If this is a trend-and I believe it is--why doesn't it develop faster, particularly in view of the deficit in housing that we now face and the urgent housing needs that are apparent for the future? The Housing Act of 1968 defines the need for 26 million housing units over the next decade, with 6 million of those needed for our low- and moderateincome families. Some estimates that I have seen indicate that the need may be even greater than this. This statement of need also does not reflect the volume of housing that will be necessary to properly shelter the 300 million people that are anticipated in this country by the year 2000. Estimates have been made to indicate that over the next 30 years we will have to build again about as many housing units as now exists, and we have something like 66 million housing units today.

Our total system of providing housing must be made more effective to assure that we satisfy these needs. We must be able to produce and deliver housing in larger volumes than we have ever done before.

One of the major limitations to satisfying these needs is generally associated with the fragmentation of our housing market. Orders for housing are placed in small quantities and the response to those fragmented orders is a fragmented industry. Fragmentation of the market is associated with local variations in building codes, with codes that do not encourage and in some cases do not allow for improvements in the homebuilding system, with difficulty in procurement of land in sufficient quantity and at reasonable cost and far enough in advance of the actual project development to be effective; with local zoning that inhibits effective use of land and frequently relies on very low density zoning as a means of restricting the introduction of a mix of housing types and economic levels, and income levels of the families to use those housing units; it is frequently associated with the scarcity of skilled labor needed for our present building systems, and, of course, with the problems that the industry has faced in obtaining regular access to the financial markets. All of these have contributed to the fragmentation of the housing industry.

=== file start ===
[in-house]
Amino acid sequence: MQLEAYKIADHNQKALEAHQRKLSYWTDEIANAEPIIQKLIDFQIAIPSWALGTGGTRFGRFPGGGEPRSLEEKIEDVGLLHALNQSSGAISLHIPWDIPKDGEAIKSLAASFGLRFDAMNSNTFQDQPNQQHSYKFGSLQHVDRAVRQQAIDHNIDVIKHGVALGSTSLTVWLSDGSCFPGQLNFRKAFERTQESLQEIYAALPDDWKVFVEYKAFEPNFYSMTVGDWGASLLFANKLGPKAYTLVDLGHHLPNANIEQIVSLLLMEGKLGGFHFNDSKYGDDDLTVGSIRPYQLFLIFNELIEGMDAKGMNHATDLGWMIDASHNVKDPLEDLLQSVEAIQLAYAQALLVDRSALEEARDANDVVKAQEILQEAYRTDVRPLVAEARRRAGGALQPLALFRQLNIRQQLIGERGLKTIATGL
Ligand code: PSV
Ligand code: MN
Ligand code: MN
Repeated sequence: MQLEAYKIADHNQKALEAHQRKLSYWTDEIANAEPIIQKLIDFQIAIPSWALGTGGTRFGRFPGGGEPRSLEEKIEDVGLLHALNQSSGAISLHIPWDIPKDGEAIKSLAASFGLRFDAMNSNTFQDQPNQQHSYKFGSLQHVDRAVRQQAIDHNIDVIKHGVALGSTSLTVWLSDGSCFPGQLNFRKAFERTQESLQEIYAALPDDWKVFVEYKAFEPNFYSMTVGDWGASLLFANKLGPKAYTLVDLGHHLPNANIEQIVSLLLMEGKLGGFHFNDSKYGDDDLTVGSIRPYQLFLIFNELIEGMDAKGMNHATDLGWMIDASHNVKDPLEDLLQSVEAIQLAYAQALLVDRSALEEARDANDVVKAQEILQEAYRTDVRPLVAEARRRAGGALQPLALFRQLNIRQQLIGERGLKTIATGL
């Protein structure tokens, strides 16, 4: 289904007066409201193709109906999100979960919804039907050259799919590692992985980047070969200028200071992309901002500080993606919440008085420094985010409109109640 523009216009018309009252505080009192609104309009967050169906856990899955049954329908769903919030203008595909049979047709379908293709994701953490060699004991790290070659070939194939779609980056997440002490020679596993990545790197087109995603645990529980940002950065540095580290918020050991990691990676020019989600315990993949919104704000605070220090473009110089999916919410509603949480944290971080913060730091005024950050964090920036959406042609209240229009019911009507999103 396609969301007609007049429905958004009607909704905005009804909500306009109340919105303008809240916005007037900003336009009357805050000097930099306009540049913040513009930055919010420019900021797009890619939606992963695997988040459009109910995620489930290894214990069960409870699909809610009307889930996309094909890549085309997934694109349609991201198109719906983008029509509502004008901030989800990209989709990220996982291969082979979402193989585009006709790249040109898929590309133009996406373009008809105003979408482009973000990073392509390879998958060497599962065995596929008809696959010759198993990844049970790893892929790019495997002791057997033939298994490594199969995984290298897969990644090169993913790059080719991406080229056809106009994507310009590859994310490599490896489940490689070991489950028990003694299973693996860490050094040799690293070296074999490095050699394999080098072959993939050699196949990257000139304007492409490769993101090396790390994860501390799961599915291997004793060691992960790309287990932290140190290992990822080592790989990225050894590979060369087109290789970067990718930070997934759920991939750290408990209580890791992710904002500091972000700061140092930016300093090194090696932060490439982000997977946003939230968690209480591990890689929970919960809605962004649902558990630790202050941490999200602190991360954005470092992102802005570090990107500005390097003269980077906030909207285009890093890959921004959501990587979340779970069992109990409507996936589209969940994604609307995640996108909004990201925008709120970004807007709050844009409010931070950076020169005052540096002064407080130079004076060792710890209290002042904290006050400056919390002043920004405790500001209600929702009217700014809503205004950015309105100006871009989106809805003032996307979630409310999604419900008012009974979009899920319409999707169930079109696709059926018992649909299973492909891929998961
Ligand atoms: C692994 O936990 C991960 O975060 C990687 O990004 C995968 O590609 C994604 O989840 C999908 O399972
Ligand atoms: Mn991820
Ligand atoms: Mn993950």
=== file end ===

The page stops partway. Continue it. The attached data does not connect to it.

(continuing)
The financing problem is seriously aggravated in today's market by the inflationary pressures that exist. These pressures must be brought under control in order to assure the flow of funds necessary to the mortgage market.

It is in recognition of the need for developing an improved housing system process and improved housing system concepts that will help to meet our needs that suggested the initiation of Operation Breakthrough by Secretary Romney. Operation Breakthrough is a multifaceted program aimed at:

1. Encouraging industry to propose the ideas available for volume production methods, including those that they have had difficulty applying in the past;

2. Encouraging continual housing system advancement through support of applied research and development;

3. Pooling or aggregating the market for housing, including both the demand for housing and the available land for such housing;

4. Encouraging State and local adjustments in building codes and zoning codes that now contribute to fragmentation, high cost, and the difficulty of producing for a broad market;

5. Improving methods of financing, including the processing of FHA insurance applications;

6. Making more effective use of our total work force;

7. Conducting tests and evaluations with authoritative test validation that will serve as a basis for approval of advanced housing concepts and for development of performance standards for housing systems.